Draw this circle on a piece of paper. In the empty space, jot down what skills or behaviors you would like to improve. Are there people currently in your circle that have these skills and behaviors? If nobody comes to mind, consider writing down names of authors or podcasters. For me, snapchat stories and Youtube have had the most influence because they are somewhat authentic windows into the lives of people around the world. I’ve picked up a lot of positive new habits and life hacks just from catching a glimpse into the everyday lives of those I follow. I spotted a lazy Susan in someone’s fridge one day and I was like, “why didn’t I think of that!” It’s a game changer let me tell ya! As I introduce you to each layer of the circle, take inventory and while you are at it, ask yourself if there’s anyone in your circle that is a negative influence or discourages you from improving your wellbeing?
An active mind and low stress are key to a long life. Neuroscientists have found that regular exercise increases the production of new neurons in the areas of your brain that are related to learning and memory. Exercise also improves mood and reduces stress. Do you have people in your circle that you exercise with or that encourage you to exercise? I’ll admit, my husband won’t exercise and that makes him a negative influence but it doesn’t mean he’s out of the circle! No, it just means I have to grow my circle. I am currently on the lookout for positive influences with habits that I’d like to adopt.
In the same way that a sedentary lifestyle adversely impacts your body and emotions, a lack of mental work weakens your neural connections, which is why it’s important to exercise your brain in different ways. To prevent losing brain flexibility, avoid getting trapped in patterns and routines. Get out, try new activities, and meet new people. Experiencing new social interactions are the best exercise for the brain.
Eat nutritious foods, Move regularly. Stretch. Don’t procrastinate your routine visits with the doctor. And why not check in with a behavioral health specialist a few times a year or try acupuncture, reiki, hyperbaric oxygen therapy, and infrared sauna at least once to see if you like it.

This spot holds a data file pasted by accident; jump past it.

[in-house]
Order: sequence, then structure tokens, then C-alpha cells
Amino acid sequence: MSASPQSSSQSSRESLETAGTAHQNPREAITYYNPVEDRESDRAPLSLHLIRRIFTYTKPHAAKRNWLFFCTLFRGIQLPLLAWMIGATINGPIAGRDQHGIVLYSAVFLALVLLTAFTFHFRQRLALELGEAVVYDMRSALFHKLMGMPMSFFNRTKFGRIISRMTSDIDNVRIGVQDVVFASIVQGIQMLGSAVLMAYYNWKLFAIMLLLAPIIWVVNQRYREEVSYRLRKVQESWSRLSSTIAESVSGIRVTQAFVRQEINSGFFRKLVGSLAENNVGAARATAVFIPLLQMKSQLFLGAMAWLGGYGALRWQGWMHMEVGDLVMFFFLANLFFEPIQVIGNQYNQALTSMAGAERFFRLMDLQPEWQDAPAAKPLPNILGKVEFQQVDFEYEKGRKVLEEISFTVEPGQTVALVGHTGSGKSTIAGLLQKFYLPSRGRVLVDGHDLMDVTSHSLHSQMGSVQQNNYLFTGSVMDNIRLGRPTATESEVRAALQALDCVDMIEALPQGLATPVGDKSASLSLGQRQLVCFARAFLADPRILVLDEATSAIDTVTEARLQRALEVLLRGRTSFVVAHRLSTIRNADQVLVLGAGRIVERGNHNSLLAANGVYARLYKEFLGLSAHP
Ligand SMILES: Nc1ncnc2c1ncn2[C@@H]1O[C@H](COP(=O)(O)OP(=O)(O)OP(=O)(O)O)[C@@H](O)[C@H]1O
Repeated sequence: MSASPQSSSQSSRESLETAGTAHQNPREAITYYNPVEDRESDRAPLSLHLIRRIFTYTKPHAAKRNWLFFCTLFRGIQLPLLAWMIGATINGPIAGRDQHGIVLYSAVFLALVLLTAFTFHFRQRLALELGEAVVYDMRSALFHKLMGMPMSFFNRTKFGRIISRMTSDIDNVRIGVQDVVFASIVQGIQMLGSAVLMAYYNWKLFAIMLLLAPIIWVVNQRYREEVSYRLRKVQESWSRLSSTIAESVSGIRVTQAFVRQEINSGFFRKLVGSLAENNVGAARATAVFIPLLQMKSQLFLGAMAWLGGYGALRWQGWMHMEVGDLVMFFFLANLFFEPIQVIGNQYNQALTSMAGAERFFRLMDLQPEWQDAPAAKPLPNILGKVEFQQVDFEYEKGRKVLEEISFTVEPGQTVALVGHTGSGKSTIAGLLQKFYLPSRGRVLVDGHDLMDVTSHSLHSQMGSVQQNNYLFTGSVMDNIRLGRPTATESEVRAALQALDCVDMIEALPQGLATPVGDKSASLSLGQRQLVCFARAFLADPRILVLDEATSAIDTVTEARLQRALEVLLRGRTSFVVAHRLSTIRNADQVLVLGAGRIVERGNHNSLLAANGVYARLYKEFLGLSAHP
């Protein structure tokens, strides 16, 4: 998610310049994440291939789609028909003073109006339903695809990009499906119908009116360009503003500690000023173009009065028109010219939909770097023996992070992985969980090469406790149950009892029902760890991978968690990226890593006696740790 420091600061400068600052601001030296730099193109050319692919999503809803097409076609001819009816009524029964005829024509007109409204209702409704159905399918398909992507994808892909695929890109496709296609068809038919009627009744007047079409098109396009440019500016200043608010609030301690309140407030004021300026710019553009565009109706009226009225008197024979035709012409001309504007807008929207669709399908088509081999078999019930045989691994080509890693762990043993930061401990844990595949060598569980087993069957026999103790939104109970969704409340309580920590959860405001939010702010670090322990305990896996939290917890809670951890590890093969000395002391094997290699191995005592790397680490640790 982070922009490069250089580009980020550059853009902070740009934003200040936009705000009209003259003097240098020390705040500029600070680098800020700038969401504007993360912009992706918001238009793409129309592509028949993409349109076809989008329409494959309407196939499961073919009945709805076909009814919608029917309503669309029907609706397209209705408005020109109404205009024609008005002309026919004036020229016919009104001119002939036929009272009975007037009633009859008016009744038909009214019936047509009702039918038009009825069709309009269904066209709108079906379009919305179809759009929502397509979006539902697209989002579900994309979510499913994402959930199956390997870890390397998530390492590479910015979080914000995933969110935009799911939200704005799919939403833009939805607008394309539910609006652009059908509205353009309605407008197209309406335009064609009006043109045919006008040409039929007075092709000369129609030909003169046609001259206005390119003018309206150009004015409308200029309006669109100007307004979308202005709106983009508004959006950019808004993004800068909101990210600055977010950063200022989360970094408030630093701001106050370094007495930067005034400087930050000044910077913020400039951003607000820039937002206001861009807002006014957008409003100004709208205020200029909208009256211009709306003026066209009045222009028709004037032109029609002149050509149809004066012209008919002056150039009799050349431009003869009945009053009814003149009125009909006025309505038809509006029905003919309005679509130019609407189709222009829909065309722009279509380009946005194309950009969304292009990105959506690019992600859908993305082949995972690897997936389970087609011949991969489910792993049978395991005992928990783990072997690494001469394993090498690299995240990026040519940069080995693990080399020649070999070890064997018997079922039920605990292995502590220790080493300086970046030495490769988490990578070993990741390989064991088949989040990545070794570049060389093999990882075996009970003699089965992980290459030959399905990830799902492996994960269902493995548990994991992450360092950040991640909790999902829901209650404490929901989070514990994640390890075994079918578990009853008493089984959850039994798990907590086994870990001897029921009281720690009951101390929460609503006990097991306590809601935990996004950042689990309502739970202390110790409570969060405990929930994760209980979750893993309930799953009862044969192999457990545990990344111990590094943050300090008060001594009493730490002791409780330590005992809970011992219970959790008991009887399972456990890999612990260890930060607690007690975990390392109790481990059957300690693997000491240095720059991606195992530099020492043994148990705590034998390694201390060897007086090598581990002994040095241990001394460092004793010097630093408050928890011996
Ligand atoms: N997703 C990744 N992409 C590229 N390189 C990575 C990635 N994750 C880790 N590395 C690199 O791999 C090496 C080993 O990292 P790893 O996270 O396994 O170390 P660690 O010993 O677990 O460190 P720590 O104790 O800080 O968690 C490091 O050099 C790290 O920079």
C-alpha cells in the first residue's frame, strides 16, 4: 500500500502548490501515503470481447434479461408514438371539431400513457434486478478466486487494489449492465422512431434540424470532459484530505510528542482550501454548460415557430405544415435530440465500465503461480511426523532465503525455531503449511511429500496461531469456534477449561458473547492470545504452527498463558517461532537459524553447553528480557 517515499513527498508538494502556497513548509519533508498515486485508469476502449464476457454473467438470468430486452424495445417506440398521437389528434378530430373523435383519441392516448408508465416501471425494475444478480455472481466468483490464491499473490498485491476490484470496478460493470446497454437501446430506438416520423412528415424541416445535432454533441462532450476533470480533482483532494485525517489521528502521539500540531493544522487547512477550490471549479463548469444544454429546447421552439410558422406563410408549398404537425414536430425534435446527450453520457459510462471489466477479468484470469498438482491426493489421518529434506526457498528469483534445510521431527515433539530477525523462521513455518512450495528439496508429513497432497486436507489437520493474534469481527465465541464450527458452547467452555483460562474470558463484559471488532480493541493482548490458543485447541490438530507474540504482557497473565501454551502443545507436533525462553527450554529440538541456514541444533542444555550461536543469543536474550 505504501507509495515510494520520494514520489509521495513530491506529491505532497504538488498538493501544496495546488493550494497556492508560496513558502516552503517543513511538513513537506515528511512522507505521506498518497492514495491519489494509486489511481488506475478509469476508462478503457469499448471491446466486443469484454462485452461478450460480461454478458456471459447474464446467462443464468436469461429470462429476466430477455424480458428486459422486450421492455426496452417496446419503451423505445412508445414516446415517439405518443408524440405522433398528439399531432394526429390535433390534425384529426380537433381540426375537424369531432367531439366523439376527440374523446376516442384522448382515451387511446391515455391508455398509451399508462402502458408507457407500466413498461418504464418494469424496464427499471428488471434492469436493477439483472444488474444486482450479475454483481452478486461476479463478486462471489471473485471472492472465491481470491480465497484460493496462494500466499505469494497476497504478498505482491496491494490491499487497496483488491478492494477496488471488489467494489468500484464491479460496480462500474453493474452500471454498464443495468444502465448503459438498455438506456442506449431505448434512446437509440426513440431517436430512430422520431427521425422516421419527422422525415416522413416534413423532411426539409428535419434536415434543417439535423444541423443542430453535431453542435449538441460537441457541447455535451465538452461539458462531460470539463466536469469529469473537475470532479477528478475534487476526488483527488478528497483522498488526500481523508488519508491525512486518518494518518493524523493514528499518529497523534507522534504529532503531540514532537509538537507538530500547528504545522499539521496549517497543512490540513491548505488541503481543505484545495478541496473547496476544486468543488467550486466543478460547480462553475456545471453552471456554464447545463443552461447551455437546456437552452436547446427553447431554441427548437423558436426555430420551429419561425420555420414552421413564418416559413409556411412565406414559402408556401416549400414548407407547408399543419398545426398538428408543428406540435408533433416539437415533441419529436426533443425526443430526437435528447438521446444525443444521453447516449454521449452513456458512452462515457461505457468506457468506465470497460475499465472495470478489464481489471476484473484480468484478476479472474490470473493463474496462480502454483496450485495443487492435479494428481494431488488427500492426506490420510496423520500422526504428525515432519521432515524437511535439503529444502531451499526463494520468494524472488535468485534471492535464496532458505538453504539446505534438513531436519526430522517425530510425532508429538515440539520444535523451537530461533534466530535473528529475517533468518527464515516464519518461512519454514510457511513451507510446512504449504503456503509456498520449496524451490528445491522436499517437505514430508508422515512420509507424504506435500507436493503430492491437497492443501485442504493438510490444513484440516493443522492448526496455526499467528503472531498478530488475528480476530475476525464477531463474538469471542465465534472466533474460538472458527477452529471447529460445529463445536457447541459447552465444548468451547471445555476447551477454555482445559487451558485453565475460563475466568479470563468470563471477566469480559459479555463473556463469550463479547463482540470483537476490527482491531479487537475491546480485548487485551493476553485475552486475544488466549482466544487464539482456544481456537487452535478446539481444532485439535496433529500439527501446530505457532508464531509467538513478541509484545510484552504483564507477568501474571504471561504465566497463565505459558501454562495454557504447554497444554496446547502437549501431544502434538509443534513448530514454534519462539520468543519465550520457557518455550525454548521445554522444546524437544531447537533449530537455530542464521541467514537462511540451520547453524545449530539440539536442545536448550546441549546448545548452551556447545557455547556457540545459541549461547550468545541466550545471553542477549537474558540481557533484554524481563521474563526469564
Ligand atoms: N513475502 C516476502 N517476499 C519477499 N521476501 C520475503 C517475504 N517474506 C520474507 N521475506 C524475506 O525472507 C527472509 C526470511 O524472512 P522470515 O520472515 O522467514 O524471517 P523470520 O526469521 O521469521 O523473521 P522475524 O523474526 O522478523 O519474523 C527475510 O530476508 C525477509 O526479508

We are essential each operating a vehicle wired in ways which the medical world continues to research. You only get one of these vehicles. There are no rentals when it breaks down and there are no trade-ins when it quits. All the money in the world can’t buy you a new one. For this reason, proper maintenance is unequivocally your number one priority.
Financial wellness is having an understanding of your financial situation and being prepared for financial changes. To maintain that balance, be comfortable with where your money comes from and where it’s going. Are the “Joneses” in your circle? Are you spending above your means to keep up with them? They may be a negative influence but you don’t have to get rid of the Joneses you just need to look for new influences.
Is your work fulfilling? If you Google how successful people define success you’ll find they all seem to agree it’s measured by happiness and fulfillment, not by wealth or notoriety. That is because when you become really good at something and generously use your skills to help others, you’re dedicated to something bigger than yourself. You will feel most fulfilled when you’re engaged in work you have control or autonomy over and it makes a tangible impact on the lives of other people. You can only have this type of work by developing mastery, investing in others, and being a giver. When you give, your unique skills and abilities continue to develop and grow.